Tasks of any kind are likely to seem like the labors of Hercules today, Taurus. Overwork and strain could have you feeling a little under the weather. It might be a good idea to take some time alone to rest. If you can’t, at least try to take things easy. Also, some unexpected changes in your community might have tongues wagging. Be sure to check out the facts before jumping to conclusions.: https://play.google.com/store/apps/details?id=com.tfd.mobile.TfdSearch
Great American Brass Band Festival
This weekend re-creation of the golden age of brass bands in America is held at Centre College in Danville, Kentucky. About a dozen bands from throughout the U.S. and Canada play Sousa march music, ragtime, and jazz in the New Orleans funeral-march style. A highlight is a band playing over-the-shoulder instruments of the Civil War period; the music blew to the rear of the band so it could be heard by the troops marching behind. The festival begins with a hot-air balloon race, and music then continues through the weekend. More…: https://play.google.com/store/apps/details?id=com.tfd.mobile.TfdSearch
George Bryan “Beau” Brummell (1778)
Brummell was an English dandy and wit who was greatly admired for his fastidious appearance and confident manner. The leader of English fashion of his time, he influenced men of society to wear dark, simply cut clothes, elaborate neckwear, and trousers rather than breeches. After a quarrel with his friend Prince George of Wales, later King George IV, and deeply in debt from gambling, Brummell fled to France, where he struggled for 14 years before attaining what position? More…: https://play.google.com/store/apps/details?id=com.tfd.mobile.TfdSearch
This Day in History:
The Treaty of Tordesillas (1494)
The Treaty of Tordesillas divided newly discovered lands outside Europe between Spain and Portugal along an agreed-upon meridian approximately halfway between the Cape Verde Islands belonging to Portugal and Cuba and Hispaniola, claimed for Spain by Columbus. The Europeans had actually seen very little of the lands within the territory they were dividing, and the result was that Spain gained most of the Americas while Portugal gained Brazil. What nation invoked the treaty in the 20th century? More…: https://play.google.com/store/apps/details?id=com.tfd.mobile.TfdSearch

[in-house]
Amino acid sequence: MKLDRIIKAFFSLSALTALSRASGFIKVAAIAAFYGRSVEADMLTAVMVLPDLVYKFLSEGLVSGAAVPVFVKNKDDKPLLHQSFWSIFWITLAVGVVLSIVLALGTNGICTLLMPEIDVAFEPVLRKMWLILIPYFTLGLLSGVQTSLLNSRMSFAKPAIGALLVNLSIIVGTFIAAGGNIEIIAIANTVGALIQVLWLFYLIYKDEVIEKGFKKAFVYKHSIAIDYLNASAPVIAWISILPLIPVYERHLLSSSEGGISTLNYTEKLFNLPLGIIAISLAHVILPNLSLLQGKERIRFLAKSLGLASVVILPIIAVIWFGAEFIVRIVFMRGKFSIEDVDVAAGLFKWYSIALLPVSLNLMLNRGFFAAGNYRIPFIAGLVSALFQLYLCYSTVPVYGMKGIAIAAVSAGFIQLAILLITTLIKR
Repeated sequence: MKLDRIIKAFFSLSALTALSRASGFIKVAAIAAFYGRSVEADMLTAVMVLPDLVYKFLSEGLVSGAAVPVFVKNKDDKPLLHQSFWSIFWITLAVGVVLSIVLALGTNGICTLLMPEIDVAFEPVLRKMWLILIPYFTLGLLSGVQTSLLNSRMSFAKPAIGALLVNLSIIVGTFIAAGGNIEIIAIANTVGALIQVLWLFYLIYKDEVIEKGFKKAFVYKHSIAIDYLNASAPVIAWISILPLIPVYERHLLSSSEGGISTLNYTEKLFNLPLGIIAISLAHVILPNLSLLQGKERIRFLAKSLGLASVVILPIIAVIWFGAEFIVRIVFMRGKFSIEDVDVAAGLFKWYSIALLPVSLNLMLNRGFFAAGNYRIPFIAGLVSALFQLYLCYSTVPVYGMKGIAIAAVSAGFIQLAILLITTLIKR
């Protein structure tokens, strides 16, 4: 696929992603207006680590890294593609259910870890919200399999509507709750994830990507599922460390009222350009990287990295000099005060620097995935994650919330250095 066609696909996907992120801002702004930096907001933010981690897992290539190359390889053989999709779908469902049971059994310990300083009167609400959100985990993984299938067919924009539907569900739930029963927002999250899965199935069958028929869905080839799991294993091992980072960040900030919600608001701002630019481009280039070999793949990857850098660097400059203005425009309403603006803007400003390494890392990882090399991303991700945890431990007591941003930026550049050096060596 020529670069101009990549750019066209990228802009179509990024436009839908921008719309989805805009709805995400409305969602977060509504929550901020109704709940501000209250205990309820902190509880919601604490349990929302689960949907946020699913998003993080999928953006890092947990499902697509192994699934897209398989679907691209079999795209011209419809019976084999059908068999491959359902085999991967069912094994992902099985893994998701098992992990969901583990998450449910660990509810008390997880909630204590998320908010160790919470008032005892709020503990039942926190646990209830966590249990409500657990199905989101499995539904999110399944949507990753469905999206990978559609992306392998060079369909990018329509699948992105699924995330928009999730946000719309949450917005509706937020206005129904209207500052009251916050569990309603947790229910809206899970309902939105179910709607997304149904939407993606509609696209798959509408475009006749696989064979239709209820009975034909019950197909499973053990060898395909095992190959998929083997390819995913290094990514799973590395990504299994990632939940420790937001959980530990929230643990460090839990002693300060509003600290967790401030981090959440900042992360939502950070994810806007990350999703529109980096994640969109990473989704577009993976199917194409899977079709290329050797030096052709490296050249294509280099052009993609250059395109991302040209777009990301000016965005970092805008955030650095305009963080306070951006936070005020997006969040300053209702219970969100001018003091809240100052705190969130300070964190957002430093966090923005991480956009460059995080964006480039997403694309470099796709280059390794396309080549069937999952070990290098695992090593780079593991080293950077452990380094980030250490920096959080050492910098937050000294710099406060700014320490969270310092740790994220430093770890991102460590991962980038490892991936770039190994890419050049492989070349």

Quote of the Day:
John F. Kennedy
If art is to nourish the roots of our culture, society must set the artist free to follow his vision wherever it takes him. More…: https://play.google.com/store/apps/details?id=com.tfd.mobile.TfdSearch
Article of the Day:
Most mosques have one or more towers, called minarets, from which a muezzin calls Muslims to prayer. The earliest building to bear structures specifically built as minarets was Egypt’s Mosque of Amr. Built in 643 CE, it possessed four square towers at its corners. Not all minarets are square, however; there are also octagonal, cylindrical, and conical minarets. Styles vary regionally and by period. How many times does the muezzin issue the call to prayer each day? More…: https://play.google.com/store/apps/details?id=com.tfd.mobile.TfdSearch
Idiom of the Day:
Hell hath no fury like a (certain type of person) scorned
No one will have a greater wrath or vengeance than (this type of person) when he or she has been wronged. A hyperbolic and often humorous play on the phrase “Hell hath no fury like a woman scorned,” in which any person, demographic, or profession may be substituted for “woman.” Watch the video…: https://play.google.com/store/apps/details?id=com.tfd.mobile.TfdSearch